'Misplaced priorities blamed for 'lack of preparedness' in containing COVID-19 outbreak'

Published March 24, 2020, 12:31 PM

by manilabulletin_admin

By Ben Rosario

After prioritizing the anti-drug abuse intelligence operations (Oplan Tokhang) over disease surveillance, government merely washed its hands for this grave error and still has no concrete plans to end the COVID-19 outbreak in the country.

Gabriela Rep. Arlene Brosas (GABRIELA WOMEN'S PARTY / FACEBOOK)
Gabriela Rep. Arlene Brosas (GABRIELA WOMEN’S PARTY / FACEBOOK)

Gabriela Partylist Rep. Arlene Brosas said the government’s unpreparedness in addressing the COVID-19 outbreak may be traced to its mistaken prioritization of programs under the 2020 General Appropriations Act (GAA).

Brosas aired these observations as she assailed the passage yesterday morning of the Bayanihan to Heal As One Act of 2020 that authorizes President Duterte to “reprogram, reallocate and realign” certain items of the current national budget in response to the COVID-19 national health emergency.

Brosas recalled that instead of fully supporting the Department of Health program for epidemiology and disease surveillance, the government slashed its proposed P263 billion budget by over 50 percent, leaving it with only P115.5 billion.

She noted that huge budgetary allocations in the 2020 GAA went to the anti-drug surveillance operations under the OplanTokhang program that has been criticized for the thousands of deaths of drug suspects.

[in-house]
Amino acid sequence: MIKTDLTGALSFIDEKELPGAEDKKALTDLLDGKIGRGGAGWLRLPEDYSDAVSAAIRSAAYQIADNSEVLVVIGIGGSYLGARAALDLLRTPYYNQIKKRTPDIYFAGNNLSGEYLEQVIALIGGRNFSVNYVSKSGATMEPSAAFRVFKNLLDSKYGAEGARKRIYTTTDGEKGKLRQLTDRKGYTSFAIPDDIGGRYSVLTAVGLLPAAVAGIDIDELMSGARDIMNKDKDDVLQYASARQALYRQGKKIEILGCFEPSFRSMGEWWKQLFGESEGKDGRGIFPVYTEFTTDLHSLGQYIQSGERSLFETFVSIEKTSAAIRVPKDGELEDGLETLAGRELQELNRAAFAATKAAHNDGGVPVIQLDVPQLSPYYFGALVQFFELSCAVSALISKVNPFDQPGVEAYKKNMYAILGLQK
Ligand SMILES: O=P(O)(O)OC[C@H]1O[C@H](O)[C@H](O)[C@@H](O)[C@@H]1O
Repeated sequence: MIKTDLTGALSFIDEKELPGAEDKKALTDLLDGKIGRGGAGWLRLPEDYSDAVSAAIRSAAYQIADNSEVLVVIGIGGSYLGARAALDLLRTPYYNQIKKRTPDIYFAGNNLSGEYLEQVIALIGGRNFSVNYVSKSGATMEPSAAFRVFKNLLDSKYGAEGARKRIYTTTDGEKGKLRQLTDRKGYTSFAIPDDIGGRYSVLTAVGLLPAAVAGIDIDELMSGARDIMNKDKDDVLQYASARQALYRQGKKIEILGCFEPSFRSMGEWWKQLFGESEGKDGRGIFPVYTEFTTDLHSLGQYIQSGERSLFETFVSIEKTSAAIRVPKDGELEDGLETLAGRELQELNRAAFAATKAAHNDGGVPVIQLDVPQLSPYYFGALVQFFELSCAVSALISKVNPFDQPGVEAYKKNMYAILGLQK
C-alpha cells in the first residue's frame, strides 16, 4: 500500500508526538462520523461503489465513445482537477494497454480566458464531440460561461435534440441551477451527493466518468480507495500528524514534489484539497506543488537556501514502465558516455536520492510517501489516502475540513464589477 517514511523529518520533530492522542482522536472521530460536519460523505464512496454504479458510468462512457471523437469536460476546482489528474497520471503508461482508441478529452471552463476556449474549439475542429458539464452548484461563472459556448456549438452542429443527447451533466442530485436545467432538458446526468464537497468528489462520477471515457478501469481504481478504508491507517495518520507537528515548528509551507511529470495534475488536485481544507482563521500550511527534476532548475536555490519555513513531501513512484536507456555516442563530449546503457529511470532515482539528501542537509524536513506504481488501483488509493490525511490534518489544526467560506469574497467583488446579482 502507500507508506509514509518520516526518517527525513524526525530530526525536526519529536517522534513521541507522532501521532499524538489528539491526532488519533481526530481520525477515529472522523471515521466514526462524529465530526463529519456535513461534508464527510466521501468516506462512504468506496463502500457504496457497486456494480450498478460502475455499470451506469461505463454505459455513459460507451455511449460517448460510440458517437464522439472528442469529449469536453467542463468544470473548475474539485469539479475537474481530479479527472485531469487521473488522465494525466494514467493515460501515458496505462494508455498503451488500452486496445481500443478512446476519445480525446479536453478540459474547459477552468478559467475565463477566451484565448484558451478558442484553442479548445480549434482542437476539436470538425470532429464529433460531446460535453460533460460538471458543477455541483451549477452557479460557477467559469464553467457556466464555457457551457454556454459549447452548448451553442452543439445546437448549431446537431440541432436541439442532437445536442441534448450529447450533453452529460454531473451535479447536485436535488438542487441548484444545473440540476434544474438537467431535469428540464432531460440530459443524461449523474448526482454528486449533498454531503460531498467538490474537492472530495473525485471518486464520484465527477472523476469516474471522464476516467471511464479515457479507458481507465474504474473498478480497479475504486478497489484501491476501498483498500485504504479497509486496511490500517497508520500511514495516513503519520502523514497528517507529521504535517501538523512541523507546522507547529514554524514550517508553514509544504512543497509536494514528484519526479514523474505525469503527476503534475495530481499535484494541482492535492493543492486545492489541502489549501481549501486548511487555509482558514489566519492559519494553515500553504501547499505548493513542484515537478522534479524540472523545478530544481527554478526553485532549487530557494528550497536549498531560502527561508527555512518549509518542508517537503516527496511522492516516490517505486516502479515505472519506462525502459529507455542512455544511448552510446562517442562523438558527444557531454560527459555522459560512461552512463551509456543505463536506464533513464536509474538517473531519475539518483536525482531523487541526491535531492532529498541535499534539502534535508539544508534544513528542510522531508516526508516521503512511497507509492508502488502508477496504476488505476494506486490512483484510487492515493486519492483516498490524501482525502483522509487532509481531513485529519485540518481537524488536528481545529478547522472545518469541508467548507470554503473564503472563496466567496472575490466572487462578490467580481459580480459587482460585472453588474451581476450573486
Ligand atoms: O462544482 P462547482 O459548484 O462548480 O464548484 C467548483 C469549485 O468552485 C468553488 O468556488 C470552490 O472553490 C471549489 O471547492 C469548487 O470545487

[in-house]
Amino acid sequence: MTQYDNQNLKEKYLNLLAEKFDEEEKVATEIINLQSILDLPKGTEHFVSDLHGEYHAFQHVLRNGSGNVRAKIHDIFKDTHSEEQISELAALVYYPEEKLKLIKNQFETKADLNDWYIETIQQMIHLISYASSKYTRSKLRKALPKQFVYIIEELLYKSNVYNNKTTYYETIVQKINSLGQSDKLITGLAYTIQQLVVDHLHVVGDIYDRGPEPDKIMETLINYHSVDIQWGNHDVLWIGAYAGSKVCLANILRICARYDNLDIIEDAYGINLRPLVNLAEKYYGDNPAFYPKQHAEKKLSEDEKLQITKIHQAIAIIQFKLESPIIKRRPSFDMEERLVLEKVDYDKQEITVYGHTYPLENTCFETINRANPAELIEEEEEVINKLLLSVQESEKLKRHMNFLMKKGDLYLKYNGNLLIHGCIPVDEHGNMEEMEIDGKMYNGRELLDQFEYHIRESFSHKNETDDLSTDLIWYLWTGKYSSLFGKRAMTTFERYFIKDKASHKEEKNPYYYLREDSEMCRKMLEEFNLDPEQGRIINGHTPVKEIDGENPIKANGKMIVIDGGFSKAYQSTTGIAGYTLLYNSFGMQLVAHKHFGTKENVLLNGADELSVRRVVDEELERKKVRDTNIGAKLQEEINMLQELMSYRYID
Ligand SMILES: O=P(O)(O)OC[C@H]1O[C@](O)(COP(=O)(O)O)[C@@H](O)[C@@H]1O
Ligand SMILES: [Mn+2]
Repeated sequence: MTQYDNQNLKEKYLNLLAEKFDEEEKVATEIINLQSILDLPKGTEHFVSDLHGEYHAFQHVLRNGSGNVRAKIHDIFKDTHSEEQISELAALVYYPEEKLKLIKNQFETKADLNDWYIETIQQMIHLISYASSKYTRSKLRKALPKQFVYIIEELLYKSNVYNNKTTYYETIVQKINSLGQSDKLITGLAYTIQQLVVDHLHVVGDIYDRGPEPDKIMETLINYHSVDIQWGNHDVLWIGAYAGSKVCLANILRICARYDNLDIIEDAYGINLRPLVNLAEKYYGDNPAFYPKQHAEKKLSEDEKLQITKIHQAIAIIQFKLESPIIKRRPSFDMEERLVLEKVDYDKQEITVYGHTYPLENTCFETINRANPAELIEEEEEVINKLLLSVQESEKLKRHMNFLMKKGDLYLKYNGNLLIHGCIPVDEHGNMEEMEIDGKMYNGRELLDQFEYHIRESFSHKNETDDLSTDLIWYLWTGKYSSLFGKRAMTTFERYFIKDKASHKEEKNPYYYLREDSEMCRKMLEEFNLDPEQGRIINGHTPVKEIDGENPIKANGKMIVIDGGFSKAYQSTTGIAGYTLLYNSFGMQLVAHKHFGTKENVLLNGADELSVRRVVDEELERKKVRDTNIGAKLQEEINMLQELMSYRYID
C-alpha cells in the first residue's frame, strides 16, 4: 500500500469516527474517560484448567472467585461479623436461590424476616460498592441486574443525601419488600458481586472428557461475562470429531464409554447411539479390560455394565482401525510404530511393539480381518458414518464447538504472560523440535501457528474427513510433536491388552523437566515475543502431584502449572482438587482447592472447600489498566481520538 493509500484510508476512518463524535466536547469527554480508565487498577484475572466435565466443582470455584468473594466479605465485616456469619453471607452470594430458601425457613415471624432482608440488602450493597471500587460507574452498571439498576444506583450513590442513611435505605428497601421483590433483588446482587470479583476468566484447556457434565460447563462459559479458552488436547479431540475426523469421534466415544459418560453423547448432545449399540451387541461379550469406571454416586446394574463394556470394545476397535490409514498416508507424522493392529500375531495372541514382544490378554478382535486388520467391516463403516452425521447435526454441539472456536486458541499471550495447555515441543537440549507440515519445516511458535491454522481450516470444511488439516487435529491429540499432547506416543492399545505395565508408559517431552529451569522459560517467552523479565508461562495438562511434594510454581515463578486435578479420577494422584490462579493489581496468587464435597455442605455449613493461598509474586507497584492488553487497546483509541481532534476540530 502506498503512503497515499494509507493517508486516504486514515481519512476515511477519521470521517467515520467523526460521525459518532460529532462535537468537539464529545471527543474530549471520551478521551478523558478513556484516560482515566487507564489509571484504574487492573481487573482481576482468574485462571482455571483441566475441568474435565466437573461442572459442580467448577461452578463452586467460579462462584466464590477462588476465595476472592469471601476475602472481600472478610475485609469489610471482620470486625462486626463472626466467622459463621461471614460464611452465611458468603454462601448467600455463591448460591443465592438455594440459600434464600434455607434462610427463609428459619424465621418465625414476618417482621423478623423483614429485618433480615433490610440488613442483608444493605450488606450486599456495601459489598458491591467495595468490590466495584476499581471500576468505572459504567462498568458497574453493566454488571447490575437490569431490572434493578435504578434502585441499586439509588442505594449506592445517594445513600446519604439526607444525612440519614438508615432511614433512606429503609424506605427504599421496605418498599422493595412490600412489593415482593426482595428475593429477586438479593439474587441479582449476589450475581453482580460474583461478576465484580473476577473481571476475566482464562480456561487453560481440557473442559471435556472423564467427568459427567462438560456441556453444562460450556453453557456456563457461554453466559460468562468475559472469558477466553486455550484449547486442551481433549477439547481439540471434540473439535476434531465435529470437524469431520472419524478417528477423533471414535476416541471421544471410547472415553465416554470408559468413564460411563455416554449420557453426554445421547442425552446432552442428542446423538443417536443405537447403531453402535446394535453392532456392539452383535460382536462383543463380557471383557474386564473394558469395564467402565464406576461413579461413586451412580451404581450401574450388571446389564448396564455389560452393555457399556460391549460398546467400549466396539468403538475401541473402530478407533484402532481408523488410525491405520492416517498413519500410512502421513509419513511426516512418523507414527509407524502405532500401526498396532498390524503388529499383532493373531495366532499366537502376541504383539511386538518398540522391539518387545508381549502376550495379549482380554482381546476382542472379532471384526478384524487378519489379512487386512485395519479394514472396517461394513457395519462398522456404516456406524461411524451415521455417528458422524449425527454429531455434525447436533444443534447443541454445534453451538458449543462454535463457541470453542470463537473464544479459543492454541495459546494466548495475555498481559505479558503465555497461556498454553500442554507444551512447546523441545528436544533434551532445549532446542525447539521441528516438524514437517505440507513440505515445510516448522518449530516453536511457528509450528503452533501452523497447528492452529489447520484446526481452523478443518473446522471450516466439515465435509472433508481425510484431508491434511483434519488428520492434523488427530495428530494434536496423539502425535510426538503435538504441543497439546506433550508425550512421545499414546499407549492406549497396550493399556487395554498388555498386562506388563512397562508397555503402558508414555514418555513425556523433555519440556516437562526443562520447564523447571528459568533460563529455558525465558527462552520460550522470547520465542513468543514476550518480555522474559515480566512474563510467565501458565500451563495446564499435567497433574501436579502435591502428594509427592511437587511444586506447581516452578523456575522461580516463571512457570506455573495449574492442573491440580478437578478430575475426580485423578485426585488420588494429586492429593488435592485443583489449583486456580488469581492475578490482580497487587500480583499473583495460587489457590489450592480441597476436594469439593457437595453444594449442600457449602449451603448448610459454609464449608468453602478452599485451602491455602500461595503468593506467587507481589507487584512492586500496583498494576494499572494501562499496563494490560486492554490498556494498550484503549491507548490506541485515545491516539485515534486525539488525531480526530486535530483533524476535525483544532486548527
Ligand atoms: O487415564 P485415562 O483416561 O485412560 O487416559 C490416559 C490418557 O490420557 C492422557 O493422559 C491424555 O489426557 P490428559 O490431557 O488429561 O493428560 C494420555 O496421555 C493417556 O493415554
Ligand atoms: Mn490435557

Also provided big-ticket budget allocations were infrastructure projects in the administration’s Build- Build- Build that Brosas decired as being “graft prone.”

“Ngayon, tila naghuhugas-kamay ang gobyerno sa maling prayoridad sa badyet sa pamamagitan ng pagsesentro ng bilyun-bilyong pondo sa kamay ng Pangulo,” she pointed out. (“Now, the government seems to be washing its hands on the wrong budget priorities as billions of funds were allocated to the discretion of the President and his Cabinet.”)

Brosas decried the budget cuts on DOH’s disease surveillance program as “gravely wrong.”

“We were worried that this hefty budget cut will constrain the health department’s capability to track and effectively repel the coronavirus outbreak, especially with the influx of tourists in various entry points in the country,” warned Brosas in a press statement issued early this year.

The proposed disease surveillance budget would have allowed the DOH to better prepare for the COVID-19 epidemic.

Brosas aired her strong misgivings over the alleged failure of supporters of the newly enacted national health emergency law to fully explain the mechanisms for disbursement of the huge spending leeway granted to President Duterte and the executive branch.